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Madoqua saltiana

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Taxonomy [top]

Kingdom Phylum Class Order Family
ANIMALIA CHORDATA MAMMALIA CETARTIODACTYLA BOVIDAE

Scientific Name: Madoqua saltiana
Species Authority: (de Blainville, 1816)
Common Name(s):
English Salt's Dik-dik
Taxonomic Notes: At least five subspecies have been proposed, based on phenotypic variation: M. s. saltiana, M. s. hararensis, M. s. lawrancei, M. s. phillipsi, and M. s. swaynei (Yalden in press). The latter has been regarded as a full species by some authors. Clarification through molecular genetic analysis of these relationships, and of the whole Madoqua species complex, is highly desirable.

Assessment Information [top]

Red List Category & Criteria: Least Concern ver 3.1
Year Published: 2008
Date Assessed: 2008-06-30
Assessor(s): Heckel, J.-O., Wilhelmi, F., Kaariye, X.Y., Rayaleh, H.A. & Amir, O.G.
Reviewer(s): Mallon, D.P. & Chardonnet, P. (Antelope Red List Authority)
Justification:
Population size and range surpass the thresholds required for listing in a threatened category. Although some local declines in numbers and range can be inferred from the effects of hunting and habitat degradation, populations appear to be stable in several other parts of the range. There is no evidence to suggest that an overall decline is close to a threshold that would qualify for threatened status under criterion A.
History:
2007 Least Concern

Geographic Range [top]

Range Description: Endemic to north-east Africa (Ethiopia, Eritrea, Djibouti, Somalia) with marginal occurrence in north-east Sudan and possibly the border region of north-east Kenya (East 1999; Yalden in press).
Countries:
Native:
Djibouti; Eritrea; Ethiopia; Kenya; Somalia; Sudan
Range Map: Click here to open the map viewer and explore range.

Population [top]

Population: East (1999) estimated the total population at 485,600 individuals, based on an average density of two individuals per km² over an area of occupancy of 242,800 km² and suggested that the order of magnitude could be in the hundreds of thousands, and that the population was generally stable. Several authors have reported much higher local densities. Laurent and Laurent (2002) said that Salt’s dikdik is still widespread in Djibouti, but has declined over the last 20 years. Wilhelmi et al. (2006) found this species quite common in surveyed areas of the Ogaden (Ethiopia).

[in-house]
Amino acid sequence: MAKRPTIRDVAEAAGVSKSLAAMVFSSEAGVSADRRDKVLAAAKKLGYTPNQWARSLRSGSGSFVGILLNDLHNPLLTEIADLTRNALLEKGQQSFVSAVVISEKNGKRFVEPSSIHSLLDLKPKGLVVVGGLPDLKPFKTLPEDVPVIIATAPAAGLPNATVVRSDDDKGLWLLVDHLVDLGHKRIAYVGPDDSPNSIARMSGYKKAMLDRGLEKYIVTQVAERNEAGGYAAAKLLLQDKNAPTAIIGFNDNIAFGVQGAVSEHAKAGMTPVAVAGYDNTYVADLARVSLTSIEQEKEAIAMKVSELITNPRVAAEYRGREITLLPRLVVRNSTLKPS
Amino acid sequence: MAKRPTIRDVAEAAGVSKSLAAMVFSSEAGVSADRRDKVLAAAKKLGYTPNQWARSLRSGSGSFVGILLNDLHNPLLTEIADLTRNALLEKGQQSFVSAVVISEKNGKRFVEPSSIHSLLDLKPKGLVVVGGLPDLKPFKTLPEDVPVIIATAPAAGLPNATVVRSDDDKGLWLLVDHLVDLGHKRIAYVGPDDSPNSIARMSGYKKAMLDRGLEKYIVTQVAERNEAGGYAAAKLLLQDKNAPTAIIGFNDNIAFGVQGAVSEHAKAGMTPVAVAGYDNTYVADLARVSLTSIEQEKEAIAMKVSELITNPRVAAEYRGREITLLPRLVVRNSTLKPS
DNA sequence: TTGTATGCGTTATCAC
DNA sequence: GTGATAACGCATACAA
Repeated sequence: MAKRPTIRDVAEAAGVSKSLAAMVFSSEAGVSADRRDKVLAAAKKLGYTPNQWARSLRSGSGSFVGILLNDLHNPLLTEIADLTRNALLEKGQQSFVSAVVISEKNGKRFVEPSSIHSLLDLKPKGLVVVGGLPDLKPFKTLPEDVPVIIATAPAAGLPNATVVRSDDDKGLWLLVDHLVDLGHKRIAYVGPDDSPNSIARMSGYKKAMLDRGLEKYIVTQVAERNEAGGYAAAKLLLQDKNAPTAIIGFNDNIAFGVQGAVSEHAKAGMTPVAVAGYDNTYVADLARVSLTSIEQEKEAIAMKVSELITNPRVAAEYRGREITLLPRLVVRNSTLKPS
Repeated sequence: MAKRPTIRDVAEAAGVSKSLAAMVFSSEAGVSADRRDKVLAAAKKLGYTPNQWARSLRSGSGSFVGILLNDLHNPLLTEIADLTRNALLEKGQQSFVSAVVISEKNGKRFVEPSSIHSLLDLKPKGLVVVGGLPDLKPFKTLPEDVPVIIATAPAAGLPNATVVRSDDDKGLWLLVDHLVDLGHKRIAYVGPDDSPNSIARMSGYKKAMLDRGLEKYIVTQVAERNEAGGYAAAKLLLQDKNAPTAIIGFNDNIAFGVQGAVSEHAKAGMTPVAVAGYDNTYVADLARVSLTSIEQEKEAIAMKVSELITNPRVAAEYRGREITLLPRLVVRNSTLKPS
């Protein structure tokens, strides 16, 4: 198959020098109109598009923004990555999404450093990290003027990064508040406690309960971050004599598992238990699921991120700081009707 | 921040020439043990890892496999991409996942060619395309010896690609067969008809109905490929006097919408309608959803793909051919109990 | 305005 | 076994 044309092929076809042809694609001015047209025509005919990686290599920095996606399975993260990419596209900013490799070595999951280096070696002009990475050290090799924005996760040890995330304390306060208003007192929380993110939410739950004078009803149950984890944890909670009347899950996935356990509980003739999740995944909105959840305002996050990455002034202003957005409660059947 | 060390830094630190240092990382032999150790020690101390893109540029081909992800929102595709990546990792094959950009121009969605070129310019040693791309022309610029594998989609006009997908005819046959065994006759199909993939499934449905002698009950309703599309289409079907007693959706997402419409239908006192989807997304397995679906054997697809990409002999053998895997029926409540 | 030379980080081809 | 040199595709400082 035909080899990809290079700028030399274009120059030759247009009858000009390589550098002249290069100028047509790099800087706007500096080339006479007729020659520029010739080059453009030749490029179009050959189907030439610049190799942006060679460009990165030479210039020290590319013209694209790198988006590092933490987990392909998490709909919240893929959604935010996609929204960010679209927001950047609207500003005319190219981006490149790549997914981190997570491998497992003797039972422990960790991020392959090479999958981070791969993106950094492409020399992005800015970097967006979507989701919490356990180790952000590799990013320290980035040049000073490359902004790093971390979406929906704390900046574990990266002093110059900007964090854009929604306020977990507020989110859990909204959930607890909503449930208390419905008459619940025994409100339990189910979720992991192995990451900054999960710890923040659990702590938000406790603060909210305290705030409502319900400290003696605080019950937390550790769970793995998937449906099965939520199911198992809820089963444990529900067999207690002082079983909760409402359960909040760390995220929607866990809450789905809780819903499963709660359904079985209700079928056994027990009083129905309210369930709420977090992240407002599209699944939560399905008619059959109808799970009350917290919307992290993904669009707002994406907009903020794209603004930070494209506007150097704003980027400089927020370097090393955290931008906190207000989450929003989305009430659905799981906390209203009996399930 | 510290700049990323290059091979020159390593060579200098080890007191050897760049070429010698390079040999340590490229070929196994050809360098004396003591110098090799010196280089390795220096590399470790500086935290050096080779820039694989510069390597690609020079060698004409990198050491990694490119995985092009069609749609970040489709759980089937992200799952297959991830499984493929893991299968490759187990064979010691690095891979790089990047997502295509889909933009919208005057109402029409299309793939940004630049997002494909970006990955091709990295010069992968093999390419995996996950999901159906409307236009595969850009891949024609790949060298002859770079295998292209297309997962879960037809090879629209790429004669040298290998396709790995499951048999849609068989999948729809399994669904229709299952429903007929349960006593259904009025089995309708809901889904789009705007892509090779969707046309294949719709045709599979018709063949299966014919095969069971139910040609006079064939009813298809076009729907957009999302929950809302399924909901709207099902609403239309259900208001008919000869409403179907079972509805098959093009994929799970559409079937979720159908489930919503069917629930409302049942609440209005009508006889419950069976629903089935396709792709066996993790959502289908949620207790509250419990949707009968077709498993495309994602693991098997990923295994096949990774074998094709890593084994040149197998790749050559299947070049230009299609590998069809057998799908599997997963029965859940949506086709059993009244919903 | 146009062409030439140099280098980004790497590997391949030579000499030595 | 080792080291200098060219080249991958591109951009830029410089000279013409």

Population Trend: Stable

Habitat and Ecology [top]

Habitat and Ecology: Found in various types of semi-desert scrub. Occurs from sea level to 1,500 m and perhaps up to 2,000 m (Yalden et al. 1984, Künzel et al. 2000).
Systems: Terrestrial

Threats [top]

Major Threat(s): Subsistence hunting is a factor across the range. Hunting pressure is no doubt heavier in areas of civil and military conflict. In Somalia, hunting of all dikdik species is more intensive, with meat, skins and live animals exported to the Gulf states (Amir 2006). Habitat degradation resulting from overgrazing by domestic livestock affects areas across north-east Africa, but is not reported to be a significant adverse factor for this species.

Conservation Actions [top]

Conservation Actions: The species occurs in a few protected areas (e.g., Awash and Yangudi Rassa National Parks in Ethiopia).

Citation: Heckel, J.-O., Wilhelmi, F., Kaariye, X.Y., Rayaleh, H.A. & Amir, O.G. 2008. Madoqua saltiana. The IUCN Red List of Threatened Species. Version 2014.2. <www.iucnredlist.org>. Downloaded on 01 October 2014.
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